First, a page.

Aaron Swartz killed himself on Friday, January 11 in New York City. He was twenty-six years old. In his family’s official statement, they say:
Aaron’s death is not simply a personal tragedy. It is the product of a criminal justice system rife with intimidation and prosecutorial overreach. Decisions made by officials in the Massachusetts US Attorney’s office and at MIT contributed to his death. The US Attorney’s office pursued an exceptionally harsh array of charges, carrying potentially over 30 years in prison, to punish an alleged crime that had no victims. Meanwhile, unlike JSTOR, MIT refused to stand up for Aaron and its own community’s most cherished principles.
Please don’t look for comfort in the disingenuous argument that Swartz was already battling depression since 2007. Depression is as much a trigger of stress and anxiety as it is itself triggered by negative experiences, by stress and anxiety. I can imagine that being hounded by the US Justice Department and haunted by the prospect of incarceration for life is an ample source of both.
But I won’t pretend that I knew much about Swartz. In fact I’d never heard that he was an early RSS software developer nor that he was one the creators of the social news site Reddit. Like many others, I first became aware of Swartz’s activities when, in July 2011, he was arrested for using his Harvard subscription to download a vast array of academic articles—4.8 million we are told—from the JSTOR database, allegedly with the intention of making them publicly available.
JSTOR is a digital archive comprising over one thousand academic journals, and like most other academic databases, it is a pay-per-access provider. Its annual subscription fees can reach $50,000 while the download of a single article ranges between $19 and $39. But price is not the only restriction to access. JSTOR only accepts subscriptions from institutions. This means that any independent scholar or researcher without an institutional affiliation—or with a precarious or irregular one, which is increasingly common—are automatically denied access.
Academic paywalls are totally unjustifiable because neither the authors nor the reviewers are paid: the material published by these databases was made with the support of public research and education funding. Though most people believe that students and faculty have access to these types of databases through their own university departments, this is often not the case: many universities can’t afford the subscription costs, or, due to petty academic policies, limit access within their own university to specific research groups and institutes. As a PhD student in the cultural studies department at Humboldt University in Berlin, I was never granted access.
Needless to say, the whole edifice of academic hierarchy is based on the restriction of access to knowledge. JSTOR is a rent extraction mechanism that perpetuates fundamental inequalities—with researchers and faculty from powerful institutions being granted yet another competitive edge over those who were less fortunate, less wealthy, or simply born in the wrong place. But this is still an understatement. Paywalls constitute a denial of access to the knowledge published by US colleges and universities to the public at large. Their function is to engineer scarcity and exclusion, creating extra incentives for students to fund their education by incurring heavy debts within the Anglo-American educational and financial complex—while simultaneously exempting this complex from public scrutiny.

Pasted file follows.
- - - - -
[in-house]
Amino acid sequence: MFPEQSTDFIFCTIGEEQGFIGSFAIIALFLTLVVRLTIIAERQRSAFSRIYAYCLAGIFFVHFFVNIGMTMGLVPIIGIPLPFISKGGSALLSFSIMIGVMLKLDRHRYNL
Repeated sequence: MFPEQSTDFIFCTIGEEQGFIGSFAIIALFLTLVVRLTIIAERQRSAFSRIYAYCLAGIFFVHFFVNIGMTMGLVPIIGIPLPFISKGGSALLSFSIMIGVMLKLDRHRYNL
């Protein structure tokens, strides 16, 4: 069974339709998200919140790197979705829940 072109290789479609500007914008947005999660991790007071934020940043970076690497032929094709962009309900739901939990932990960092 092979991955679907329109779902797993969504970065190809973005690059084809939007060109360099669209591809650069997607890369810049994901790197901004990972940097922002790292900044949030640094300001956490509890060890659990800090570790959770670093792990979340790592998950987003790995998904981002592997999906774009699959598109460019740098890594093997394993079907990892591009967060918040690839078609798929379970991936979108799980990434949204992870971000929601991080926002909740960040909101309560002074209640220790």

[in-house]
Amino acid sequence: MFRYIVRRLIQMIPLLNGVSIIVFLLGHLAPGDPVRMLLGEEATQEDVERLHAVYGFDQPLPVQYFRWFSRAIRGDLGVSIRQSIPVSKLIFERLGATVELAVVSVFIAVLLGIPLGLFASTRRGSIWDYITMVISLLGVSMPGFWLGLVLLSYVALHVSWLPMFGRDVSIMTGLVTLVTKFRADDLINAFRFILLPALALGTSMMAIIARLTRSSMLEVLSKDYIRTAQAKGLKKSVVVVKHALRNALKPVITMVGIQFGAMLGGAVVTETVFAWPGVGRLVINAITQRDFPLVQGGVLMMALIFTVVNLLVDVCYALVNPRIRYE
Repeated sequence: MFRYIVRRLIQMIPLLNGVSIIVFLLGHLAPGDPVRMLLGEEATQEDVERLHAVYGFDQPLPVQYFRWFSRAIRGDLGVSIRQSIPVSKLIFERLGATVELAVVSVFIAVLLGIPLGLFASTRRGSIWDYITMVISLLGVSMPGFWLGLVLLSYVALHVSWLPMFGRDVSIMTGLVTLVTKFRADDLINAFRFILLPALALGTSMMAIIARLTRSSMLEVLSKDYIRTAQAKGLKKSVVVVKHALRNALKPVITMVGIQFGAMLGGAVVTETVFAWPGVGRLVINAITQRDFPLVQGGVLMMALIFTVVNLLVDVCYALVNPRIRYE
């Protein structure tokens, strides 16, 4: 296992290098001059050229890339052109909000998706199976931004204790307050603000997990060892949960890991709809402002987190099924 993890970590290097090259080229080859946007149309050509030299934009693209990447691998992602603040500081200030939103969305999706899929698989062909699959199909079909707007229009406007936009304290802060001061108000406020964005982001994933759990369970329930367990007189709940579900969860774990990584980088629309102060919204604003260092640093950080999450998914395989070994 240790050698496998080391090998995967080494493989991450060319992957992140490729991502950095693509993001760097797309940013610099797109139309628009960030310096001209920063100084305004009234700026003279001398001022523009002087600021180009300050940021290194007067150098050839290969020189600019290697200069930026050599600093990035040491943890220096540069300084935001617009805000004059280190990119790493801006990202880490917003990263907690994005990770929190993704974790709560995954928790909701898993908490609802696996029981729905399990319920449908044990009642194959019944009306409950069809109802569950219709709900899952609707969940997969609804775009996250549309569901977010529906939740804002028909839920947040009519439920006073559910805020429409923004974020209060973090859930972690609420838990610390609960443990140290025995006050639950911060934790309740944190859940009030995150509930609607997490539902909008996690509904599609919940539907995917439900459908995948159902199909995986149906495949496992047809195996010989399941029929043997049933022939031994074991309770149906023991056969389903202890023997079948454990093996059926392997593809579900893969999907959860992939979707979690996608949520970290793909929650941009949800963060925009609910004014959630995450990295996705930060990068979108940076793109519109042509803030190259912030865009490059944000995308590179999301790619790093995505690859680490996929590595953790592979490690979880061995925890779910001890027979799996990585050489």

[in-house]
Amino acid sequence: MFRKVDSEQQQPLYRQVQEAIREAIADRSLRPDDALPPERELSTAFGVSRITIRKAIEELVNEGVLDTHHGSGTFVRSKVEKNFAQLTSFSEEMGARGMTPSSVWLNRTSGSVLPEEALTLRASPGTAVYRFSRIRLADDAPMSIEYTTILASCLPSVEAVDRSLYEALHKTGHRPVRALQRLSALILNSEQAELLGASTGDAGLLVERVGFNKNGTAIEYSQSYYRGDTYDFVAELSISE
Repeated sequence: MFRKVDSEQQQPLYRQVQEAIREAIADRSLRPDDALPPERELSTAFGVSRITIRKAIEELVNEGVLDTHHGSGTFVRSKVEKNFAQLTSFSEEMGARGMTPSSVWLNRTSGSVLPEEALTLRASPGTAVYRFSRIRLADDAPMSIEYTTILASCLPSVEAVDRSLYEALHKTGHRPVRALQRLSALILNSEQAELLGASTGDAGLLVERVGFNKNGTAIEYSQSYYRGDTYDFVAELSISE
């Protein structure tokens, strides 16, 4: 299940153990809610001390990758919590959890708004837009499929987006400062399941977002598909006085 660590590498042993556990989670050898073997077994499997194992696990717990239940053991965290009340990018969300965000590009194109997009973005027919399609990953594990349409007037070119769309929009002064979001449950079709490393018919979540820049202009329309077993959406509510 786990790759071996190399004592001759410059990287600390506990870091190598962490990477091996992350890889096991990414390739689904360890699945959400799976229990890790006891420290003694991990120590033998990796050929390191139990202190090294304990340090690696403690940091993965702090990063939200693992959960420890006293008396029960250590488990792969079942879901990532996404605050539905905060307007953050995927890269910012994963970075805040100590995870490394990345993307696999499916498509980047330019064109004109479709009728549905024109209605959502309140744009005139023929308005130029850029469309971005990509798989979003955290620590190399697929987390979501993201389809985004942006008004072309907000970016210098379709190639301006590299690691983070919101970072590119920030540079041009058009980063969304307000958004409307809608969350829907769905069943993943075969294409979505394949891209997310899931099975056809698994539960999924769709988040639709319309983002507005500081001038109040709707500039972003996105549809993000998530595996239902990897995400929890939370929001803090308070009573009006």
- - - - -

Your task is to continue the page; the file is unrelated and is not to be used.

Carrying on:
It is clear why Aaron Swartz targeted JSTOR, but it is harder to understand why he was himself targeted by US Attorney Carmen Ortiz’s office in Boston, specifically by her lead prosecutor Steve Heymann, and charged with felonies carrying one million dollars in fines and up to 35 years in prison—Swartz was technically an authorized JSTOR user who never shared the content he downloaded.
It is plausible that the federal prosecutor’s vicious distortion of justice was politically motivated, whether due to Swartz’s connection with Demand Progress (which was instrumental in the defeat of SOPA and PIPA) or simply because the Department of Justice felt they needed a sacrificial lamb, and found in Swartz the civilian equivalent of Bradley Manning. Either way, a Twitter response summed the situation up by quoting Edward Gibbon: “whenever the offense inspires less horror than the punishment, the rigor of penal law is obliged to give way to the common feelings of mankind.”
While paywalls are one of the most glaring blind spots of academia—with the notable exception of the #pdftribute campaign on Twitter to share academic papers—the community’s conspicuous silence regarding Swartz’s case has been, up to his death, deafening. According to the family, MIT—unlike JSTOR, which never pressed charges—repeatedly refused to consider any settlement.
Make no mistake, the fight over freedom of information and internet regulation is the defining political struggle of our time, and failing to choose sides may prove fatal to the future of both higher education and all other public services. At stake is the definition of what constitutes the political and what is subject to public debate, of what is withdrawn from scrutiny under the cloak of property rights or the laws of economy.
Ana Teixeira Pinto is a writer from Lisbon, Portugal, currently living in Berlin. She is finishing her PhD at Humboldt University, where she also lectures. She is a contributor to the art magazines Von-hundert and Mousse.